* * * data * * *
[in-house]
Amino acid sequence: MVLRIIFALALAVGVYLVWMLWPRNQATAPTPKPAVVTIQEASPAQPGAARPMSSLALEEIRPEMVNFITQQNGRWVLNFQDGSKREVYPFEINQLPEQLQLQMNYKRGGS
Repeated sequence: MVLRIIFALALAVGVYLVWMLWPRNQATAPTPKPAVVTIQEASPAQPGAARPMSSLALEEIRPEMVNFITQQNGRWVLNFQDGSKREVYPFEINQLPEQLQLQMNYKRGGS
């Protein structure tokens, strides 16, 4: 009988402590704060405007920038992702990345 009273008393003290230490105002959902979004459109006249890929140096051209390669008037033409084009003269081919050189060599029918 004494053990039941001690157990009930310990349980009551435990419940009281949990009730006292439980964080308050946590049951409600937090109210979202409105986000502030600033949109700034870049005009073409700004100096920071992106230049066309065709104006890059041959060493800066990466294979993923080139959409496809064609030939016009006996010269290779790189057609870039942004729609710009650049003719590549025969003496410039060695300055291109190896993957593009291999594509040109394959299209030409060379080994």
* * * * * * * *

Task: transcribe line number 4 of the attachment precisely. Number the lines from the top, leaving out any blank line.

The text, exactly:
């Protein structure tokens, strides 16, 4: 009988402590704060405007920038992702990345 009273008393003290230490105002959902979004459109006249890929140096051209390669008037033409084009003269081919050189060599029918 004494053990039941001690157990009930310990349980009551435990419940009281949990009730006292439980964080308050946590049951409600937090109210979202409105986000502030600033949109700034870049005009073409700004100096920071992106230049066309065709104006890059041959060493800066990466294979993923080139959409496809064609030939016009006996010269290779790189057609870039942004729609710009650049003719590549025969003496410039060695300055291109190896993957593009291999594509040109394959299209030409060379080994």